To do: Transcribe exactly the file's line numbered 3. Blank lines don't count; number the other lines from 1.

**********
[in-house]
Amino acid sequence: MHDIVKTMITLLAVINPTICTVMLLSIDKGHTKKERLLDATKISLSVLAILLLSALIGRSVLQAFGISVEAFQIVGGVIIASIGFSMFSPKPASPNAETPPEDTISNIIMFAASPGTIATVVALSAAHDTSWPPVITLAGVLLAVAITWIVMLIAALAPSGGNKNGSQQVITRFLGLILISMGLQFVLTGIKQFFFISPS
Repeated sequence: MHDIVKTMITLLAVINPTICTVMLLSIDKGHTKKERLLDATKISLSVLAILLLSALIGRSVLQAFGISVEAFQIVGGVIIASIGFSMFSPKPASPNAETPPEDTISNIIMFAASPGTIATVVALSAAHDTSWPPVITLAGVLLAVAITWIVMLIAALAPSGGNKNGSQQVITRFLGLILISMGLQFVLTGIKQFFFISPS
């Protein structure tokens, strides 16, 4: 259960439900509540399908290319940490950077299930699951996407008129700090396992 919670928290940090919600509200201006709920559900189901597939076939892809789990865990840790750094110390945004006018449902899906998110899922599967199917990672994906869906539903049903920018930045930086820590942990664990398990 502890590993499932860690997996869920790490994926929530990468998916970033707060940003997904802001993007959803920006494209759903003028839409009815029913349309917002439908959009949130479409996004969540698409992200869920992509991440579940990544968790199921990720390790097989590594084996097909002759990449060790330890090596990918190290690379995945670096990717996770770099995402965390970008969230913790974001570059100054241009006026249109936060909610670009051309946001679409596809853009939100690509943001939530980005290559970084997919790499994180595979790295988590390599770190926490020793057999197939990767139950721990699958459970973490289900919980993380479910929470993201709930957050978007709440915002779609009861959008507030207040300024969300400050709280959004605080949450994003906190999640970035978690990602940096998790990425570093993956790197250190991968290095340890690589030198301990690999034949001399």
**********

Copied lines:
Repeated sequence: MHDIVKTMITLLAVINPTICTVMLLSIDKGHTKKERLLDATKISLSVLAILLLSALIGRSVLQAFGISVEAFQIVGGVIIASIGFSMFSPKPASPNAETPPEDTISNIIMFAASPGTIATVVALSAAHDTSWPPVITLAGVLLAVAITWIVMLIAALAPSGGNKNGSQQVITRFLGLILISMGLQFVLTGIKQFFFISPS